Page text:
Diversity: Women wanted

Diversity wins, so why isn’t everyone in the pool?

Study after study confirms that companies that embrace diversity perform better than those that don’t. But change happens slowly — very slowly. That’s why Groundbreakers, a new report calling for companies to promote more women in order to get more diverse viewpoints, still holds some significance.

Let’s be clear: the report by Ernst & Young does not advocate tokenism or gender quotas. “We’re not talking about moving somebody into a leadership position who isn’t ready,” says Lou Pagnutti, chairman and CEO of Ernst & Young Canada. “But we need to make sure all our people have access to the training, coaching and mentoring they need now so that we develop a rich pipeline of future talent to move into leadership positions down the road.”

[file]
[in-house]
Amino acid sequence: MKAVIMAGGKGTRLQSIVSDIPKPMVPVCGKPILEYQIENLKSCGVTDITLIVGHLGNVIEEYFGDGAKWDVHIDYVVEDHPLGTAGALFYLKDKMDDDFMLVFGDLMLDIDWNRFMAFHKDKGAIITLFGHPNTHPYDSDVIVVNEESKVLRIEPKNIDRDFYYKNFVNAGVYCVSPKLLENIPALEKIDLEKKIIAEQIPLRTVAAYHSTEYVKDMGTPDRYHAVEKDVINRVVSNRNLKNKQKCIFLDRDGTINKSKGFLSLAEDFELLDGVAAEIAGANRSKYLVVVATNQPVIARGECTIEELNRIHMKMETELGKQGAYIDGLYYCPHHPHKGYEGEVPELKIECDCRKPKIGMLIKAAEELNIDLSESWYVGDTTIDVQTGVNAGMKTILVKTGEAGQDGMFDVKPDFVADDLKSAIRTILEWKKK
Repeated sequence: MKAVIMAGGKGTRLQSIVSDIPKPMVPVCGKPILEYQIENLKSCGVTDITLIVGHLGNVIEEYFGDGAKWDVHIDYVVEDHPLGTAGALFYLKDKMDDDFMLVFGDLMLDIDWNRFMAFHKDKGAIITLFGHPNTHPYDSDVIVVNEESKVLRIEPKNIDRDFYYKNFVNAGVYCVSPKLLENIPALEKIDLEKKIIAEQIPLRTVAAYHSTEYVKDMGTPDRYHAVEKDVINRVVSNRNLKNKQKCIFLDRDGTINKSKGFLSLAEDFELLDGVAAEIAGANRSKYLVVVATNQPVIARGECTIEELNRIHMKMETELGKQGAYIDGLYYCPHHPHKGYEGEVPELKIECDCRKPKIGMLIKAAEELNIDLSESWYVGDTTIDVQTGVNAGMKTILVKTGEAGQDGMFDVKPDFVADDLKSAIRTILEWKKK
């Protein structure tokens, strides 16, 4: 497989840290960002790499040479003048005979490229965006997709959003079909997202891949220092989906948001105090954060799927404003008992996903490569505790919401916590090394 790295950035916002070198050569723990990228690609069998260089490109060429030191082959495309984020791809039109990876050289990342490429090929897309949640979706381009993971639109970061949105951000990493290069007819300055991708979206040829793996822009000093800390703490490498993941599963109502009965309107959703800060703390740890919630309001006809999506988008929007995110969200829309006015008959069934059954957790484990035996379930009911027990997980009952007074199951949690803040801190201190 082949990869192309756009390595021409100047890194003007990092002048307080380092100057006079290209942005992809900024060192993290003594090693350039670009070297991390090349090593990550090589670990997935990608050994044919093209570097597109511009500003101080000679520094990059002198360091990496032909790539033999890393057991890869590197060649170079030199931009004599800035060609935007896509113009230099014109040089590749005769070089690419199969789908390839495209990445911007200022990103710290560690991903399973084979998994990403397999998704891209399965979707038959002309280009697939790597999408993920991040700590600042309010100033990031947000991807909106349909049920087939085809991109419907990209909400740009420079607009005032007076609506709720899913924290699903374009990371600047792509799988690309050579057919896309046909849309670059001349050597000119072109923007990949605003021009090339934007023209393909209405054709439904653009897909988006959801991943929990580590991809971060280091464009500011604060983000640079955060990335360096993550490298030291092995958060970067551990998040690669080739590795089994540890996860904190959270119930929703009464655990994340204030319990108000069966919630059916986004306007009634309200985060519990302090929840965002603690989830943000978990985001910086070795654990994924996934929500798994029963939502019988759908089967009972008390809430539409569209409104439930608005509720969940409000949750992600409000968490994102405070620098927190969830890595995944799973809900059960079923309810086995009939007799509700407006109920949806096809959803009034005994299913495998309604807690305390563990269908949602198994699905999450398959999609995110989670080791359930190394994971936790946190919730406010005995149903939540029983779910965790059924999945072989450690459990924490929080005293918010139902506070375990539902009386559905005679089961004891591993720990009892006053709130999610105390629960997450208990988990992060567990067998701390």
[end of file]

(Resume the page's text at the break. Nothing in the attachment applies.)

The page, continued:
For some companies, diversity can be a competitive advantage in finding new ways of doing things — and everybody should be doing that these days. The first step, says Pagnutti, is awareness, including understanding the unconscious biases we all hold that may prevent real action from taking place. Companies can then develop these employees’ skills so that they’re ready to take on their next roles. It takes time, but the process should start now.